(2) x/y>1 --> x and y have the same sign. But we don't know whether they are both positive or both negative. Not sufficient.

(1)+(2) Again it can be done with different approaches. You should just find the one which is the less time-consuming and comfortable for you personally.

One of the approaches:
$$2x-2y=1$$ --> $$x=y+\frac{1}{2}$$
$$\frac{x}{y}>1$$ --> $$\frac{x-y}{y}>0$$ --> substitute x --> $$\frac{1}{y}>0$$ --> $$y$$ is positive, and as $$x=y+\frac{1}{2}$$, $$x$$ is positive too. Sufficient.

If I were to substitute values instead, to check if C is correct

The first equation can be written as x-y = 0.5

Using second equation, I know x is greater than y.

If I substitute x = 2.5 and y = 2, both my values are positive and x-y = 0.5

However, if I use x = -2 and y = -2.5, then x - y = -2 - (-2.5) = 0.5 is also true.

In this case, both x and y are negative. So I thought the answer should be E.

$$\frac{x}{y}>1$$ does not mean that $$x>y$$. If both x and y are positive, then $$x>y$$, BUT if both are negative, then $$x<y$$.

From (2) $$\frac{x}{y}>1$$, we can only deduce that x and y have the same sigh (either both positive or both negative).[/quote]

If you check, you'll see that x = -2 and y = -2.5 do not satisfy x/y > 1.

Check more solutions of this question here: https://gmatclub.com/forum/are-x-and-y- ... 63377.html
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Re: Inequality and absolute value questions from my collection  [#permalink]

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16 Nov 2009, 13:08
Bunuel wrote:

13. Is |x-1| < 1?
(1) (x-1)^2 <= 1
(2) x^2 - 1 > 0

I'm getting B for this one

1. (x-1)^2 <= 1
x can be 0 which would make the question no
or x can be 1/2 which would make the answer yes
so 1 is insufficient

2. x^2 - 1 > 0
means x^2>1
so x<-1 or x>1
both of which make the question no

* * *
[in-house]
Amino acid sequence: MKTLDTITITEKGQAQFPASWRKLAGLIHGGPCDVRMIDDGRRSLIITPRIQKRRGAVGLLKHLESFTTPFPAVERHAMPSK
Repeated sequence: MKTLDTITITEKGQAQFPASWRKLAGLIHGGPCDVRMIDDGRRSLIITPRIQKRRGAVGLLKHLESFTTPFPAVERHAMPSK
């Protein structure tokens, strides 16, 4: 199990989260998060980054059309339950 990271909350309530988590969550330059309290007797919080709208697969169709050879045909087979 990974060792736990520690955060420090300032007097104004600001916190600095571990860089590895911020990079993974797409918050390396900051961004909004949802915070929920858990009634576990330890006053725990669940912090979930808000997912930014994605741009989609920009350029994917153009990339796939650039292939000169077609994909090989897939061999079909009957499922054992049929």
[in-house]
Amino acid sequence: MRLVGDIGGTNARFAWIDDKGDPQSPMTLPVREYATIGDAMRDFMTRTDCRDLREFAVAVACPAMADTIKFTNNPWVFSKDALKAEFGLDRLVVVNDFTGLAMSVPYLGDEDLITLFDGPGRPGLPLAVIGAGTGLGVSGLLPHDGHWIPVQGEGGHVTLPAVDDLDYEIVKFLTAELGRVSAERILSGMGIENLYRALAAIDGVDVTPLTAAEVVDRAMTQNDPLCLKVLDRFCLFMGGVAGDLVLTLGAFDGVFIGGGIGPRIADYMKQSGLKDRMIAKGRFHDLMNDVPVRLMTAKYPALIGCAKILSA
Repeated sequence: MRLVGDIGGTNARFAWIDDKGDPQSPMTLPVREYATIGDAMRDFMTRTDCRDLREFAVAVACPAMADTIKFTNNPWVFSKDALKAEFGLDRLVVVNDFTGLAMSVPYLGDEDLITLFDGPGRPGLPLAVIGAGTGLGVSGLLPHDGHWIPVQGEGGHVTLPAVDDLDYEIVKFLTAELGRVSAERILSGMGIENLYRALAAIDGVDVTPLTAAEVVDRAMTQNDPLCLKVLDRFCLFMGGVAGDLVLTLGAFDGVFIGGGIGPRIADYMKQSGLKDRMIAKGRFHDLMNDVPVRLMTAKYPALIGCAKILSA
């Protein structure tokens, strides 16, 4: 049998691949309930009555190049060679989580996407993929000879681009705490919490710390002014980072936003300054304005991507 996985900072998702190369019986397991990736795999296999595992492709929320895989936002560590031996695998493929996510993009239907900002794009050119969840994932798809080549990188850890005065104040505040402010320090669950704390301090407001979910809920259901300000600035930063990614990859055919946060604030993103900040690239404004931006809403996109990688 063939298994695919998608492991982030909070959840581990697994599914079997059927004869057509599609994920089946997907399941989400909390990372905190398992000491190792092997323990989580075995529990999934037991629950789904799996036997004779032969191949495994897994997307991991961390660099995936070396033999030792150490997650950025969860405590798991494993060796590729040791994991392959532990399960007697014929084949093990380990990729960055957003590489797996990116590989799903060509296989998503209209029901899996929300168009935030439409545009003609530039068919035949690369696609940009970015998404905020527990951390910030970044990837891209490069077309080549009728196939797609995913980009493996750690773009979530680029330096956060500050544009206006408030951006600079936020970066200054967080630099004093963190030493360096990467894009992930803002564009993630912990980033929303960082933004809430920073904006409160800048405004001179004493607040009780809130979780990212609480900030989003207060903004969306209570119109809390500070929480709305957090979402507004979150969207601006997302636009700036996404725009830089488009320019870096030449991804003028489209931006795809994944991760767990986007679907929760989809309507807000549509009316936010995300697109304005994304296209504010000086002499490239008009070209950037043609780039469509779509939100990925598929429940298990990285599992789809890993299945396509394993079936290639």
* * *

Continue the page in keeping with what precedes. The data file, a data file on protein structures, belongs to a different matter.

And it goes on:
so sufficient
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16 Nov 2009, 13:19
Bunuel wrote:

12. Is r=s?
(1) -s<=r<=s
(2) |r|>=s

I'm getting c

1. s can be 3 and r can be 3 which makes question yes
s can be 3 and r can be 2 which makes question no
insufficient

2. r can be 3 and s can be 3 makes question yes
r can be 3 s can be 2 makes question no
insufficient

combining:
|r|>=s means
r>=s or r<=-s

and -s<=r<=s means
-s<=r and r<=s

now we have -s<=r and -s>=r so -s = r or s = r
r>=s and r<=s so s = r
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16 Nov 2009, 15:33
10. If n is not equal to 0, is |n| < 4 ?
(1) n^2 > 16
(2) 1/|n| > n

because in number 2 n can be negative or a fraction
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Re: Inequality and absolute value questions from my collection  [#permalink]

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16 Nov 2009, 20:07
1
Bunuel, thanks for the questions. Please provide the OA's too. It would be great if you can provide them soon. I am having my GMAT this week, so kinda tensed and impatient. Also, I am yet to give my MGMAT CAT's, so tell me whether should I solve the questions on the forum because if the questions are from the MGMAT CAT's or Gmat Prep then it may overestimate my result. I would appreciate your response. Thanks once again.